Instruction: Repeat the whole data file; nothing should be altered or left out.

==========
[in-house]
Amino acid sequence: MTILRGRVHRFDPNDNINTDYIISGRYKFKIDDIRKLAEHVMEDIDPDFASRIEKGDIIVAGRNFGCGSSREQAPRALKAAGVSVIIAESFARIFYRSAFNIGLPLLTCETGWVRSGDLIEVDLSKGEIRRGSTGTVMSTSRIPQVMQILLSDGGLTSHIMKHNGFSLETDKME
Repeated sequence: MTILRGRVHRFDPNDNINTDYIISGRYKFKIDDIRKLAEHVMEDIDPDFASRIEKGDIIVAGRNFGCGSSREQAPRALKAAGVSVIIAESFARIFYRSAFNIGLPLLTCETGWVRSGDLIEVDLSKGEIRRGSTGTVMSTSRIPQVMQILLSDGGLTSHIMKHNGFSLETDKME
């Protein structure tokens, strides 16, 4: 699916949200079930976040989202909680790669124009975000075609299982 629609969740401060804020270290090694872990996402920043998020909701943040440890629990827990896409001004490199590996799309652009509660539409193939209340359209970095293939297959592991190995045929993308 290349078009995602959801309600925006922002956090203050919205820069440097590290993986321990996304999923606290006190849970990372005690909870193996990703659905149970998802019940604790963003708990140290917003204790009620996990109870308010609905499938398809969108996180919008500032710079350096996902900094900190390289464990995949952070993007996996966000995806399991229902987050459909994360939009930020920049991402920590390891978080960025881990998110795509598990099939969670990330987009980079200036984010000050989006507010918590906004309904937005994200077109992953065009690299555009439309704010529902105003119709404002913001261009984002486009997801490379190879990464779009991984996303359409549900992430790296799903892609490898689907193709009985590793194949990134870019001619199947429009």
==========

[in-house]
Amino acid sequence: MTILRGRVHRFDPNDNINTDYIISGRYKFKIDDIRKLAEHVMEDIDPDFASRIEKGDIIVAGRNFGCGSSREQAPRALKAAGVSVIIAESFARIFYRSAFNIGLPLLTCETGWVRSGDLIEVDLSKGEIRRGSTGTVMSTSRIPQVMQILLSDGGLTSHIMKHNGFSLETDKME
Repeated sequence: MTILRGRVHRFDPNDNINTDYIISGRYKFKIDDIRKLAEHVMEDIDPDFASRIEKGDIIVAGRNFGCGSSREQAPRALKAAGVSVIIAESFARIFYRSAFNIGLPLLTCETGWVRSGDLIEVDLSKGEIRRGSTGTVMSTSRIPQVMQILLSDGGLTSHIMKHNGFSLETDKME
């Protein structure tokens, strides 16, 4: 699916949200079930976040989202909680790669124009975000075609299982 629609969740401060804020270290090694872990996402920043998020909701943040440890629990827990896409001004490199590996799309652009509660539409193939209340359209970095293939297959592991190995045929993308 290349078009995602959801309600925006922002956090203050919205820069440097590290993986321990996304999923606290006190849970990372005690909870193996990703659905149970998802019940604790963003708990140290917003204790009620996990109870308010609905499938398809969108996180919008500032710079350096996902900094900190390289464990995949952070993007996996966000995806399991229902987050459909994360939009930020920049991402920590390891978080960025881990998110795509598990099939969670990330987009980079200036984010000050989006507010918590906004309904937005994200077109992953065009690299555009439309704010529902105003119709404002913001261009984002486009997801490379190879990464779009991984996303359409549900992430790296799903892609490898689907193709009985590793194949990134870019001619199947429009």